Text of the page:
Hong Kong extradition: Hope and defiance among the protesters
Hong Kong protesters have come out in their thousands to march against a government plan that would permit extradition to mainland China.
Critics fear the bill will eventually allow Beijing to target political opponents in the region.
Hong Kong's government under Carrie Lam insists there are safeguards in place for the extradition not be abused.
But that's done very little to stem the overwhelming opposition to the plans.
The reading of the bill scheduled for earlier on Wednesday was eventually delayed by the authorities - but protesters are staying on the streets, with some saying they would not leave until the bill was scrapped.
'There might be no next time'
The opposition to the bill is widespread and comes from all sections of society, where people fear China's justice system is deeply flawed and will lead to further erosion of Hong Kong's judicial independence.
The BBC spoke to several of the people out on the street.
"If I don't come out this time, there might not be a next time," Iris Tang, a 30-year-old nurse manning a makeshift supply station of helmets, masks and other items, told the BBC.
"I don't accept the bill because Hong Kong will lose its freedoms."
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The protesters have blocked key roads around government buildings, including the Legislative Council (LegCo) complex.
'We don't know what will happen'
"I am very glad to see so many young people here," 51-year-old accountant Mr Lee told the BBC.
"Today reminded me of the Umbrella Movement five years ago but this crowd seems to be even younger."
"We don't know what will happen," he said. "But I hope Carrie Lam will change her mind."
Many of the protesters are veterans of the 2014 Umbrella Movement when tens of thousands of people camped in the streets for nearly three months to demand fully democratic elections.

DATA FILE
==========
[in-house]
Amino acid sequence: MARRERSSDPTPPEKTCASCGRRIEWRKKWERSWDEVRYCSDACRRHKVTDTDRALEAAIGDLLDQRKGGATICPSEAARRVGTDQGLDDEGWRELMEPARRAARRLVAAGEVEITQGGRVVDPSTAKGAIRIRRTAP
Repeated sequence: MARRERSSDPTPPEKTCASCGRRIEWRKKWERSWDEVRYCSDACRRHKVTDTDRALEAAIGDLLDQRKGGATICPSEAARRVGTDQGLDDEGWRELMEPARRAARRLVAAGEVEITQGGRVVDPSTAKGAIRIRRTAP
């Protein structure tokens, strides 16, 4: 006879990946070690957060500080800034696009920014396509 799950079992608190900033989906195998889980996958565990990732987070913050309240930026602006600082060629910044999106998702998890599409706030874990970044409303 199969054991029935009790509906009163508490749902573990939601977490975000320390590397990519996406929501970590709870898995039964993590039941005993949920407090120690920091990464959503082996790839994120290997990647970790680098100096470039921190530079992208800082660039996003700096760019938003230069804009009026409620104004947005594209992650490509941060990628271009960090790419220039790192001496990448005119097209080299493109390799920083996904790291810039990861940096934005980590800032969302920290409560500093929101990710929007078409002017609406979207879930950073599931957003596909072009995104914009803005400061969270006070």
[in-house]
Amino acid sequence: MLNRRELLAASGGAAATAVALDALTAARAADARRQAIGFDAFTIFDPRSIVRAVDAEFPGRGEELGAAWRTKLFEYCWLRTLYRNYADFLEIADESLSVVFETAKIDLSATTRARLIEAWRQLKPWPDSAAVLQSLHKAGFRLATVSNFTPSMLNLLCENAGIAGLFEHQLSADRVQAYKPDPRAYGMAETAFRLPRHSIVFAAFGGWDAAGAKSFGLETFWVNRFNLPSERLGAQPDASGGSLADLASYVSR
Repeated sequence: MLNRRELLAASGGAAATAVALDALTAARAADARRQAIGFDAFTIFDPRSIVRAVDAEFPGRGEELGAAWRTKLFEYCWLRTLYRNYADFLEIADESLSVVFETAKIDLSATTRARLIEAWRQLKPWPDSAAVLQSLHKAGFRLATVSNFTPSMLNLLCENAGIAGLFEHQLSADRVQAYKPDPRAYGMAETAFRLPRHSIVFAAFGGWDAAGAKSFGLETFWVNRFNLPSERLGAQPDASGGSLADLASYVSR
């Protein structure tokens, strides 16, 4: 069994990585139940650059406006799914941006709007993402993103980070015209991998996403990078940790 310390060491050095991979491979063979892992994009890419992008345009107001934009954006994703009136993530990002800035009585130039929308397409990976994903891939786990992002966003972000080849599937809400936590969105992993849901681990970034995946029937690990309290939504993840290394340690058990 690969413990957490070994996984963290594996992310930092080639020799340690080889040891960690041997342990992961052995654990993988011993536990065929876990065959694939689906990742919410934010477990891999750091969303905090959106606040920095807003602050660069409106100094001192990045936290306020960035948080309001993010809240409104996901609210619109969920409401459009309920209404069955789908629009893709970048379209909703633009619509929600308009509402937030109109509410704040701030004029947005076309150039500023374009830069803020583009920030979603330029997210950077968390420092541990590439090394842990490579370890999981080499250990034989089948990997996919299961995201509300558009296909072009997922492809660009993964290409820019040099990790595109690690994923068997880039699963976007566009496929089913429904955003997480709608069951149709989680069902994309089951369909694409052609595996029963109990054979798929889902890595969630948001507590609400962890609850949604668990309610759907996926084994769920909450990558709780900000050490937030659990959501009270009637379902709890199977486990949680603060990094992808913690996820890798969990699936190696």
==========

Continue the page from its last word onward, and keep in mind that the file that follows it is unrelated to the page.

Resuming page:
Some protesters - most of them in black and wearing masks - are removing bricks from Lung Wo Road, where there have been minor scuffles between protesters and police.
'We share the same goal'
Mr Cheung, 32, is one of the demonstrators. "We are not planning to throw bricks later," he says, adding that the protesters are making a brick wall. "It's for self-defence in case police charge at us in order to disperse the crowds.""But the government is too hardline and unwilling to make any compromises," he says.
"It is the government who incites every good-hearted person to come out. We don't know each other here but we share the same goal."
Police in some areas have responded to the demonstrators by shooting water cannons and pepper spray at protesters. Later in the day police fired rubber bullets and tear gas as anger spilled over into violence.
"Carrie Lam is the biggest problem and this will lead to the end of Hong Kong," another protester, Ms Ng, told the BBC.
"The bill will affect the future of our children," she said, adding she has a son who is in his 20s.
'I am defending my values'
Wednesday's protests are the second demonstration after last Sunday's massive show of strength.
"Hong Kong will just become another Chinese city if this bill is passed," another protester, 18-year old Mike, told the BBC.His friend, 21-year old Mr Cheung, adds: "I am doing what I think is right. I am defending my own values."
"We can do very little," he says. "We are one of seven million Hong Kongers but we want to speak up." "We are wearing masks to better protect ourselves. First, we don't want to be identified. But tear gas was fired suddenly without any warning last time. People were caught off guard."
Reporting by Grace Tsoi